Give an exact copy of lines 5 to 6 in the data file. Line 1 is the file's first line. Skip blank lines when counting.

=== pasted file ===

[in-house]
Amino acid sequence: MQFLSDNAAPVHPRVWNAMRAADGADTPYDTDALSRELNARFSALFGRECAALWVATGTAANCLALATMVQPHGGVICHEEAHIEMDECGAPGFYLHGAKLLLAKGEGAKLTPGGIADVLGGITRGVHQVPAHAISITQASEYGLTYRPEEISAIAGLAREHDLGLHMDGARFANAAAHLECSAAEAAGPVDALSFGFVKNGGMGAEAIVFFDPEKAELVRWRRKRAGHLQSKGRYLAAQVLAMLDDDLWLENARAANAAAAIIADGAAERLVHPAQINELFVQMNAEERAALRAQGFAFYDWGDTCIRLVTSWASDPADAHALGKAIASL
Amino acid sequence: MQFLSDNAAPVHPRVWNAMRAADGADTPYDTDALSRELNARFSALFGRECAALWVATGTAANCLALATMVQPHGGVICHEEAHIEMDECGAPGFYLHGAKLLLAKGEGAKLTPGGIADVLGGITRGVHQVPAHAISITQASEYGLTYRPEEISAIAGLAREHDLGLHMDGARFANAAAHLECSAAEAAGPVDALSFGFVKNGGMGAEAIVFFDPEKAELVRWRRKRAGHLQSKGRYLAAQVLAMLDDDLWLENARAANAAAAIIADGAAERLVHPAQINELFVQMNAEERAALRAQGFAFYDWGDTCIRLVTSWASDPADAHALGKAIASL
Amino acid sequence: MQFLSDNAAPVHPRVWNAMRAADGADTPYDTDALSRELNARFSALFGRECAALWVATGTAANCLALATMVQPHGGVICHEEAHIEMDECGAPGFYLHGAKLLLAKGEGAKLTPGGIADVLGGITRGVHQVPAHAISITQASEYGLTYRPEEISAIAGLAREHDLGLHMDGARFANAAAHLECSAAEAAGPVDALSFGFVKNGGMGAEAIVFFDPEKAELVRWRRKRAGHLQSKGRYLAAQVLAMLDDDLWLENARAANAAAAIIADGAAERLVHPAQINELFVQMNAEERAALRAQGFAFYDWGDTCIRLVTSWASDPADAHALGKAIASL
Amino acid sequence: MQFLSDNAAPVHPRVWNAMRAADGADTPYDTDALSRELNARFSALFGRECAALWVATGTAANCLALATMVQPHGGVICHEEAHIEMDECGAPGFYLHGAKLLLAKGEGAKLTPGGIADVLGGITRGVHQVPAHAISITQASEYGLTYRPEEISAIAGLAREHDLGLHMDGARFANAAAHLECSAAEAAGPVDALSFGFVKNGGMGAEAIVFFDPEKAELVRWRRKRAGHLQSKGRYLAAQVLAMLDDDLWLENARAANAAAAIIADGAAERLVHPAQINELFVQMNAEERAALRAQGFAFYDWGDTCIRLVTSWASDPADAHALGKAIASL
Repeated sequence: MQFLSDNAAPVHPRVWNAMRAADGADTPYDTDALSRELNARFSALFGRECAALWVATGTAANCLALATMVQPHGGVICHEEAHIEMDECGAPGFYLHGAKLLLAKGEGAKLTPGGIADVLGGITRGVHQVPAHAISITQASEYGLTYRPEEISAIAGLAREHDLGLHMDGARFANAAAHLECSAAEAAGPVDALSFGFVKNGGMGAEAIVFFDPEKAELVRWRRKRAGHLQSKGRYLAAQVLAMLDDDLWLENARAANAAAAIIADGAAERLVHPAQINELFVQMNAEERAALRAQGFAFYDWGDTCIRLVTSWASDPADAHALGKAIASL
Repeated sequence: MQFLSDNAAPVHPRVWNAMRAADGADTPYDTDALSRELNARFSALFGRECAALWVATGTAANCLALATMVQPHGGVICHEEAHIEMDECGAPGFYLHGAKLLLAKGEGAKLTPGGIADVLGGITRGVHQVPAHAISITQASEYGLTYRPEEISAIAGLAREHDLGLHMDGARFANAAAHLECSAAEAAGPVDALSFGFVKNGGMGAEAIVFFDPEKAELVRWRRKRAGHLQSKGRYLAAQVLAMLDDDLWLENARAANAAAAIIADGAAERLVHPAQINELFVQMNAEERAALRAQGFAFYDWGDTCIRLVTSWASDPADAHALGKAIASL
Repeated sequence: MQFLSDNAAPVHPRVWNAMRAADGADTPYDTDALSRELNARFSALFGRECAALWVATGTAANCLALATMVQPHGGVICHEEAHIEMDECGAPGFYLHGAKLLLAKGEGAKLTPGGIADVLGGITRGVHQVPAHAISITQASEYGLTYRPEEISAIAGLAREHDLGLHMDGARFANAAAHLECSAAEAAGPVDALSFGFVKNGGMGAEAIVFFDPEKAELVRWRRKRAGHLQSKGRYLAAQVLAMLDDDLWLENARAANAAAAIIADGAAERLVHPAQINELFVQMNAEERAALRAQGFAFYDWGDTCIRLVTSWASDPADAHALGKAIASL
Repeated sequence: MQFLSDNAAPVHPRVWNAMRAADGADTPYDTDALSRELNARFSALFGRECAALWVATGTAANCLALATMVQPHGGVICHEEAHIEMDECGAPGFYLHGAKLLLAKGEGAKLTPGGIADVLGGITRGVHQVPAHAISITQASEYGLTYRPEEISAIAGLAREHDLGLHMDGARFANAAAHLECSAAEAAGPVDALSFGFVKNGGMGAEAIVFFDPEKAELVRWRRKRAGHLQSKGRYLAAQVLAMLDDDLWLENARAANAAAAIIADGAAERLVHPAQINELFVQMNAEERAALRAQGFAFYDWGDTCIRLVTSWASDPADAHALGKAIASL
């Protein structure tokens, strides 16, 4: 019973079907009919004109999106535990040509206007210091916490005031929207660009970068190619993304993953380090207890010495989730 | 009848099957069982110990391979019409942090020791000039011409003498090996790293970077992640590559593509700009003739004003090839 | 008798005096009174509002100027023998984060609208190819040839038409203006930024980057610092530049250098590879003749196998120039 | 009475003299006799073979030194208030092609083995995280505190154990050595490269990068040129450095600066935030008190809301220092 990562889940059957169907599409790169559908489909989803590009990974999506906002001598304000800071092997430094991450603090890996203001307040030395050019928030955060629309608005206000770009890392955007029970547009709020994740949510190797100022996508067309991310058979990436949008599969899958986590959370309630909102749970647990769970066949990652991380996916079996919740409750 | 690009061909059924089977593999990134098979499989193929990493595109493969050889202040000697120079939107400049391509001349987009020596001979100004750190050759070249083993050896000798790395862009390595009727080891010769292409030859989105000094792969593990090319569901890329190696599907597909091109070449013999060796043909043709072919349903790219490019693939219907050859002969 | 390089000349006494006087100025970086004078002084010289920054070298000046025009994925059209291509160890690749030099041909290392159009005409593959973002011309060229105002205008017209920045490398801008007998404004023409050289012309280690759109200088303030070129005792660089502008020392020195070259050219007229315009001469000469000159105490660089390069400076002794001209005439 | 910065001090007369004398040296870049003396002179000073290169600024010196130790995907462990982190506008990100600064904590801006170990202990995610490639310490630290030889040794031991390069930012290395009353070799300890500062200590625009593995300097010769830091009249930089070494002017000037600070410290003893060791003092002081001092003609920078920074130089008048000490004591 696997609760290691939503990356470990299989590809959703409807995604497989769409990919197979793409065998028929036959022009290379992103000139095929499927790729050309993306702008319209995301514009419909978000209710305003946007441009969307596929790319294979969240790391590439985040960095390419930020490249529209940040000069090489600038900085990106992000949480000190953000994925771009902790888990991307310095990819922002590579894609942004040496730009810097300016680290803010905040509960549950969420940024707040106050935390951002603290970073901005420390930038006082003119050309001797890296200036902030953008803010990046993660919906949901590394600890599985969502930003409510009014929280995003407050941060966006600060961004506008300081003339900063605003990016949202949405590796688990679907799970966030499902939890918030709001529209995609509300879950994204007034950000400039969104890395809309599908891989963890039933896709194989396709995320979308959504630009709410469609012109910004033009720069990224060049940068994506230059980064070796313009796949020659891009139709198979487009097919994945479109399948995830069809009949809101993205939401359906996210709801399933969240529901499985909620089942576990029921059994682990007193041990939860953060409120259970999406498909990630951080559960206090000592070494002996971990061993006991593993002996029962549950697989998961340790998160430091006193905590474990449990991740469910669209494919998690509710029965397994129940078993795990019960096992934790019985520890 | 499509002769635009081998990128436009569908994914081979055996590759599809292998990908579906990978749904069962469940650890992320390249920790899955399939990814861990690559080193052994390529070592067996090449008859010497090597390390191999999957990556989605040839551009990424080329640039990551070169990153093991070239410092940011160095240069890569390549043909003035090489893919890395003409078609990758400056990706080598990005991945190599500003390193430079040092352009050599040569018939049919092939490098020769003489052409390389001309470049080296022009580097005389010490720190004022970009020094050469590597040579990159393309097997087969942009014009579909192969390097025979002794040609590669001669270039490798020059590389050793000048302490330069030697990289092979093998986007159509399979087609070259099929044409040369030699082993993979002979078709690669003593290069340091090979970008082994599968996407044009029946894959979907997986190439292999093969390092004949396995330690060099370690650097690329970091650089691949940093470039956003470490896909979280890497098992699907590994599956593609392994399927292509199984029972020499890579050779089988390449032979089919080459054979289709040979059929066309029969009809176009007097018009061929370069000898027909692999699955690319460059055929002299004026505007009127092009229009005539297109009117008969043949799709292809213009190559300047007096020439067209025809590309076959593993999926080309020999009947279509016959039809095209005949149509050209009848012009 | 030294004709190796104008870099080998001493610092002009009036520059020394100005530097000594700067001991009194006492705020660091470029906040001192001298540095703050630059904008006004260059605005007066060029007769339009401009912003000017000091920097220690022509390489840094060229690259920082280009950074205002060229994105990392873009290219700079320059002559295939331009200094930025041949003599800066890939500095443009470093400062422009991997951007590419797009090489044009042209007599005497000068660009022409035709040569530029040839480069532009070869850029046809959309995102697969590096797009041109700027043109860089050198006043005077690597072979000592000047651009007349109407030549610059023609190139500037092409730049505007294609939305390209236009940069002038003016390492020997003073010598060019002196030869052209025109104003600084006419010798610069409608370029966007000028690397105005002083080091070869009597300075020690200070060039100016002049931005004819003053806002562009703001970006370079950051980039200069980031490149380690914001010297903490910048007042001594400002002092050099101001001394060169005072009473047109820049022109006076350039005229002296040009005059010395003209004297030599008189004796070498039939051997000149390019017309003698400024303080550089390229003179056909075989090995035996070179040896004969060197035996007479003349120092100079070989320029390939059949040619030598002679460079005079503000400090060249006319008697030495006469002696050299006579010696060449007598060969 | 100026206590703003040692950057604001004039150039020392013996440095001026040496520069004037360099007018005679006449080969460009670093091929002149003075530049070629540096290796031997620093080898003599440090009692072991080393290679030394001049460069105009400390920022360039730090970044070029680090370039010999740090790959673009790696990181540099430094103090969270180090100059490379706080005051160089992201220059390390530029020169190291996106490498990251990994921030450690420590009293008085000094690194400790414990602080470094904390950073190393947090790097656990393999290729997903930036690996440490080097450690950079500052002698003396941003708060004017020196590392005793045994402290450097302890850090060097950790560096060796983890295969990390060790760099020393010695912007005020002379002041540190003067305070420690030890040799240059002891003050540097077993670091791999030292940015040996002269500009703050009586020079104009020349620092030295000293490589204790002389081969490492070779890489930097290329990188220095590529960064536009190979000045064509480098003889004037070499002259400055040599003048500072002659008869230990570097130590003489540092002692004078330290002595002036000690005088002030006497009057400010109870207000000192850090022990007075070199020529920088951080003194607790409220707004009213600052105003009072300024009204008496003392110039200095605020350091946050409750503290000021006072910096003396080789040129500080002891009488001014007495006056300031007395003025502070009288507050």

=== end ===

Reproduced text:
Amino acid sequence: MQFLSDNAAPVHPRVWNAMRAADGADTPYDTDALSRELNARFSALFGRECAALWVATGTAANCLALATMVQPHGGVICHEEAHIEMDECGAPGFYLHGAKLLLAKGEGAKLTPGGIADVLGGITRGVHQVPAHAISITQASEYGLTYRPEEISAIAGLAREHDLGLHMDGARFANAAAHLECSAAEAAGPVDALSFGFVKNGGMGAEAIVFFDPEKAELVRWRRKRAGHLQSKGRYLAAQVLAMLDDDLWLENARAANAAAAIIADGAAERLVHPAQINELFVQMNAEERAALRAQGFAFYDWGDTCIRLVTSWASDPADAHALGKAIASL
Repeated sequence: MQFLSDNAAPVHPRVWNAMRAADGADTPYDTDALSRELNARFSALFGRECAALWVATGTAANCLALATMVQPHGGVICHEEAHIEMDECGAPGFYLHGAKLLLAKGEGAKLTPGGIADVLGGITRGVHQVPAHAISITQASEYGLTYRPEEISAIAGLAREHDLGLHMDGARFANAAAHLECSAAEAAGPVDALSFGFVKNGGMGAEAIVFFDPEKAELVRWRRKRAGHLQSKGRYLAAQVLAMLDDDLWLENARAANAAAAIIADGAAERLVHPAQINELFVQMNAEERAALRAQGFAFYDWGDTCIRLVTSWASDPADAHALGKAIASL